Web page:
The most serious problem with the school takeover law that the Indiana legislature is considering is that it will deprive the citizens of Gary and Muncie of the right to elect the people who govern their local public schools.
That’s especially problematic for Gary, a city that is 83 percent African-American. Ninety-three percent of students in Gary Community Schools are African-American. The Republican supermajority in the legislature, likely to back the bill, includes 70 representatives and 41 senators. Every single one is white.
There’s a long history in this country of white people preventing black people from voting. It was supposed to end with the 1965 Voting Rights Act, but apparently it didn’t.
Dwight Gardner, pastor of Gary’s Trinity Baptist Church, referenced that history Monday in testimony to the Legislative Council, according to the Fort Wayne Journal-Gazette. “The right to vote, to select your own representation, is an essential value of what we call freedom,” he said.
The legislation, House Bill 1315, converts the elected Gary Community Schools board to an advisory board that will have no power and can’t meet more than four times a year. The emergency manager who runs Gary schools would no longer need to consult with the school board and the city’s mayor.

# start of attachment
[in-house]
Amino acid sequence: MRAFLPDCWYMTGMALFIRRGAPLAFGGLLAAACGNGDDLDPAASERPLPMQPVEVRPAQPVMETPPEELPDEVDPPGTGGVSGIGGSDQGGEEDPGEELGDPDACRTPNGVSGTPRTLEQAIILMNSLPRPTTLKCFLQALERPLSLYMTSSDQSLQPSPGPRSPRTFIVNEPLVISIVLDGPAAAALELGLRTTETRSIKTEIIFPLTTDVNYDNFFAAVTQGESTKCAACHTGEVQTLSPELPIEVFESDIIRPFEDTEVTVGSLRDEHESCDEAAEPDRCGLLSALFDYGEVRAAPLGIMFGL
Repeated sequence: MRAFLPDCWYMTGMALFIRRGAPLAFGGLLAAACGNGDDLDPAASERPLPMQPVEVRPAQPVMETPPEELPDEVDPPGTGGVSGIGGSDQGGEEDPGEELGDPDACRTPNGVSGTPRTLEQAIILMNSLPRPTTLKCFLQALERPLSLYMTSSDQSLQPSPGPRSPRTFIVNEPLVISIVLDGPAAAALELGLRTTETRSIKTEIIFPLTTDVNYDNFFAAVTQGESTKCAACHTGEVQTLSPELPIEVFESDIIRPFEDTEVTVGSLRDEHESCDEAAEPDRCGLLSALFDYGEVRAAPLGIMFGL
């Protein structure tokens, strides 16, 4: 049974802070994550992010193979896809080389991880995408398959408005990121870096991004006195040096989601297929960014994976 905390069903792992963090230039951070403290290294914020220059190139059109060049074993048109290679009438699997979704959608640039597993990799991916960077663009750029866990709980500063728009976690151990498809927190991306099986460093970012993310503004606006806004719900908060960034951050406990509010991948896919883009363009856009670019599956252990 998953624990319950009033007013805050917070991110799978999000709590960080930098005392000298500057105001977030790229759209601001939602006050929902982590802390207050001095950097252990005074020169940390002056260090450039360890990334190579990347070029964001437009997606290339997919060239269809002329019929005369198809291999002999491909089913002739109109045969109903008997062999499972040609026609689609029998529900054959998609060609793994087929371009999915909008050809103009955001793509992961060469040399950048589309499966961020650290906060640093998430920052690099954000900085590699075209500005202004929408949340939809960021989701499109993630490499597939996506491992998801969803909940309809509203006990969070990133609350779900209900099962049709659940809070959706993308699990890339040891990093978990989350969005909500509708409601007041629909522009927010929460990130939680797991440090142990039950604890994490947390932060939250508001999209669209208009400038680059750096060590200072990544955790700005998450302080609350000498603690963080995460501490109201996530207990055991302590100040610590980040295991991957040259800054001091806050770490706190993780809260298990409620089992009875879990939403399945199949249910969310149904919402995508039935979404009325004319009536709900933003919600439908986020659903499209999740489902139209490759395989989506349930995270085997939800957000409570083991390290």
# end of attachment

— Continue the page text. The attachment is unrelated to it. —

It also sets the stage for Ball State University to take control of Muncie Community Schools. If the bill passes, the university’s president and trustees may appoint a school board to replace the current elected board. The district won’t have to comply with many of the regulations that apply to other public schools. Ball State’s leadership has embraced the plan, and a majority of the elected school board is reportedly on board.
The state took charge of the two districts last year after declaring them to be financially distressed. HB 1315 strengthens the state’s authority and moves the districts even further from local control. Legislators failed to pass it in the regular session that ended in March, so they plan to push it through in a one-day special session Monday with little debate and no chance for amendments.
Lawmakers blamed the two districts’ financial distress on mismanagement and poor oversight by the elected school boards. The implication was that the people of Gary and Muncie forfeited their right to choose their elected officials by voting for people who screwed up. But the right to vote isn’t like a driver’s license, a privilege that can be taken away if you don’t exercise it responsibly.
“Government of the people, for the people and by the people,” Rev. Gardner said. “Free people get to participate in their own governance, and if that governance is not for the people, there is a structure that’s available to the people to change that leadership. That’s the greatness of America.”